During the Covid-19 pandemic, face masks became the ultimate care package item for overseas South Koreans like me. Centrally produced, distributed, and tightly rationed by the Korean government, eight KF94 respirators arrived on my doorstep in California on May 5, 2020.
As the pandemic spread around the world, borders were closed not only to people but also to masks, with export strictly prohibited. In Korea, the internal circulation of masks was controlled with equal gravity. People were allowed to purchase two masks each week on a designated day of the week based on the last digit of their birth year. My parents lined up in front of a local pharmacy every Tuesday, with their government issued IDs in hand.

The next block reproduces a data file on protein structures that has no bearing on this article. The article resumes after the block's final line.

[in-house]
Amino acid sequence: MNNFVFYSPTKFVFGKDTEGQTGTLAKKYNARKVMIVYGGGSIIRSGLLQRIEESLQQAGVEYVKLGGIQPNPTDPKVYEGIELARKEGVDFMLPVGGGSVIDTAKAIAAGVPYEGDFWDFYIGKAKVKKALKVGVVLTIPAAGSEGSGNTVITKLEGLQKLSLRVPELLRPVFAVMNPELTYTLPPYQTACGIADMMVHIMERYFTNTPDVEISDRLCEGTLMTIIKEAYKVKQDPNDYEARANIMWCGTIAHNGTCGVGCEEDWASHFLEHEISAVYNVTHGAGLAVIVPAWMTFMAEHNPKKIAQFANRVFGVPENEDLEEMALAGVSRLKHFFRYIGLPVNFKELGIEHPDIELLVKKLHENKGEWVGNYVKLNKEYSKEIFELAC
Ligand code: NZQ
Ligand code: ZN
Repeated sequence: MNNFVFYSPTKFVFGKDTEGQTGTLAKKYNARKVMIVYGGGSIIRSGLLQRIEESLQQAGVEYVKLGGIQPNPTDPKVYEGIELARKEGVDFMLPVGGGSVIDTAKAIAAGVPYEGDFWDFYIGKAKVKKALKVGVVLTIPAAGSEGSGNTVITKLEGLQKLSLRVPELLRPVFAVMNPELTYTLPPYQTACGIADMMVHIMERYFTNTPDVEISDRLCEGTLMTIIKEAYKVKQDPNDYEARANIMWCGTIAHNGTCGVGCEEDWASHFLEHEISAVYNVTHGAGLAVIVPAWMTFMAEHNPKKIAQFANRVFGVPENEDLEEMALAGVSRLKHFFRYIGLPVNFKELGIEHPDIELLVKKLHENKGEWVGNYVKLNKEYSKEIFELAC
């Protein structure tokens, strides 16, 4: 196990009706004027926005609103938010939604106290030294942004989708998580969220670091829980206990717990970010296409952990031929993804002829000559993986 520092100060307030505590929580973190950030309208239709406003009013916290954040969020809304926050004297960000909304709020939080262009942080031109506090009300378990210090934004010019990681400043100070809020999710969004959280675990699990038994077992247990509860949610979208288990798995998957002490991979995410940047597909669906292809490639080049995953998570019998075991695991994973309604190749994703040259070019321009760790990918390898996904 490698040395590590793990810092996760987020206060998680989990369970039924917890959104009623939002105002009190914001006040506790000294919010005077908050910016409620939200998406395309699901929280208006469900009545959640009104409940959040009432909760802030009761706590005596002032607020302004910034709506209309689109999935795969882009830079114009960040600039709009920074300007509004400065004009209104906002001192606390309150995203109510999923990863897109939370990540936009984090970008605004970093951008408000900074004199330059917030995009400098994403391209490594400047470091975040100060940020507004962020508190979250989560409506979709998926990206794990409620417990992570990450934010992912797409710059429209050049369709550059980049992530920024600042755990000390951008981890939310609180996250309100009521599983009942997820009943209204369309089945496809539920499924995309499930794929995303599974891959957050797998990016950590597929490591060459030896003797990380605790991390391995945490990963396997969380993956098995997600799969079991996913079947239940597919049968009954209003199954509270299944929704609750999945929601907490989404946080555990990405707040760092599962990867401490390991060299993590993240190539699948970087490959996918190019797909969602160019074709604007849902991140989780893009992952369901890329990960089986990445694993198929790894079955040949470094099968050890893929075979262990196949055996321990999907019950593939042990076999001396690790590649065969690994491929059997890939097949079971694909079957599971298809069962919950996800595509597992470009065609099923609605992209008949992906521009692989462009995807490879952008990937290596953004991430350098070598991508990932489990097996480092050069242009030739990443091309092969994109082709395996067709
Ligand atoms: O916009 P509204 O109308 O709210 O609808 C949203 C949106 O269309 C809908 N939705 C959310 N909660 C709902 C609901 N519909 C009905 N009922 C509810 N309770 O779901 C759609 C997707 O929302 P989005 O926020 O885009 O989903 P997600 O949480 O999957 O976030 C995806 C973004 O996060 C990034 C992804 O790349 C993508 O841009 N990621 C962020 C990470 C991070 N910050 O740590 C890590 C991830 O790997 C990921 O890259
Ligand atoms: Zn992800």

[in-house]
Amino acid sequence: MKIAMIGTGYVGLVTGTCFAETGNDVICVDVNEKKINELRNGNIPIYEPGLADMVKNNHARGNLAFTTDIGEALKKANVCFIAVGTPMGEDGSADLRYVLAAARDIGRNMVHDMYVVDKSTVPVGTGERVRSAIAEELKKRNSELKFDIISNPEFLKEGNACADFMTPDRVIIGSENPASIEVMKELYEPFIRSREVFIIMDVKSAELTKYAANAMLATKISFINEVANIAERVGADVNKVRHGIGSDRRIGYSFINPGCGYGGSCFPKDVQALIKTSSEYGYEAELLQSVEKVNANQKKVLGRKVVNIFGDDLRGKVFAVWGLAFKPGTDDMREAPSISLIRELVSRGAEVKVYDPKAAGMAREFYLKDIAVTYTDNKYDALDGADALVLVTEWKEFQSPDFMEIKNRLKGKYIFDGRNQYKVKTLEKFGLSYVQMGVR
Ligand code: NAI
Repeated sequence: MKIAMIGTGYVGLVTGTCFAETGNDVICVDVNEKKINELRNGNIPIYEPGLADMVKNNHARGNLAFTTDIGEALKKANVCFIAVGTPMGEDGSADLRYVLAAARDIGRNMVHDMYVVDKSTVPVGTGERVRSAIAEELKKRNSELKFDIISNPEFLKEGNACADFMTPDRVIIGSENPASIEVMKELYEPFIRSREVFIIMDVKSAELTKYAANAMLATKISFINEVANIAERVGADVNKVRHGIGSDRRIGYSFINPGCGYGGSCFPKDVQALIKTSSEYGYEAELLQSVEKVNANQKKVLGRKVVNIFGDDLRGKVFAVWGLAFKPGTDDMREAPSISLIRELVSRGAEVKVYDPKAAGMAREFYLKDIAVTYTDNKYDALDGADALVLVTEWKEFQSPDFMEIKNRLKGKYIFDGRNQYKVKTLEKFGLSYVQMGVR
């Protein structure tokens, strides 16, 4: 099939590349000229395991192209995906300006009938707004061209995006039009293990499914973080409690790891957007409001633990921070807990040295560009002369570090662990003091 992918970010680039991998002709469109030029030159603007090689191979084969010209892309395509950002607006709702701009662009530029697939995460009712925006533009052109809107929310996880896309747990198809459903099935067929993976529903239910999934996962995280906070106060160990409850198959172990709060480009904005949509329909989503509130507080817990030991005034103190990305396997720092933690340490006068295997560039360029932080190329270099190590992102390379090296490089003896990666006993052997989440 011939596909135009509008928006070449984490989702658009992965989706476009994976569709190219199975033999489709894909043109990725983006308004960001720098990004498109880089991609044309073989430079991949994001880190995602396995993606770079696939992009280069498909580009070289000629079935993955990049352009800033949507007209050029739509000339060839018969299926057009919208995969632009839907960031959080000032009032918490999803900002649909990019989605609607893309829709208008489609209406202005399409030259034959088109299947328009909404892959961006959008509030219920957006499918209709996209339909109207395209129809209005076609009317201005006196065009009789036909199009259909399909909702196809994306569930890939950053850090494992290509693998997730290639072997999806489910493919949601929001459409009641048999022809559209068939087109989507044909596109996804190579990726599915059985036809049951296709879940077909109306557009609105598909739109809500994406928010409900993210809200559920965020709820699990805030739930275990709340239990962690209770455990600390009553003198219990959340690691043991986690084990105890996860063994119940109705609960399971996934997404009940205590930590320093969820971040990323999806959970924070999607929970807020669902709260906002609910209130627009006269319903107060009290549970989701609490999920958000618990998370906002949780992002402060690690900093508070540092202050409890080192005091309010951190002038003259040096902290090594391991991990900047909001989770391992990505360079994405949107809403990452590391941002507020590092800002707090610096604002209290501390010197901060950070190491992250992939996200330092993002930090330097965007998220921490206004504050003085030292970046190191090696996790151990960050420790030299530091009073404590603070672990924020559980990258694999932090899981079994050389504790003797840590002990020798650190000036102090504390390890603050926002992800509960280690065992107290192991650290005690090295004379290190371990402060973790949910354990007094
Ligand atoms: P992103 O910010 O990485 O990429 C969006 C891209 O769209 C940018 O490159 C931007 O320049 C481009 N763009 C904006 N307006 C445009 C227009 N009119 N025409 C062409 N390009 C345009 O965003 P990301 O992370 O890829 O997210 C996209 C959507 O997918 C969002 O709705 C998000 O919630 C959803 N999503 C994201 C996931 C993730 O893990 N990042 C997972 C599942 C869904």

Soon, a new narrative began to spread: parents unable to send masks to children living abroad challenged the state’s strict prohibition against circulating masks beyond national borders. The figure of the overseas citizen was reimagined from a legal entity to a family member in need of care.
In April, the government permitted overseas citizens to receive up to eight masks a month sent by a parent, child, sibling, or spouse. My parents rushed to the post office with masks saved from their personal allotment and official documentation of legal kinship. Accumulating rationed masks to ship overseas became the ultimate act of caring, governed by state control over who was entitled to receive the gift.
Jiyea Hong is a Ph.D. candidate in anthropology at the University of Chicago. She studies field-scientific knowledge production and circulation of knowledge practices.
Hei-won Byun is a Ph.D. Candidate in Linguistic Anthropology at the University of Pennsylvania. She is also an illustrator who loves visual art, craft, performance, and story writing. Her dissertation project is on the training of Japanese voice actors and semiotic formulation of Japanese popular culture.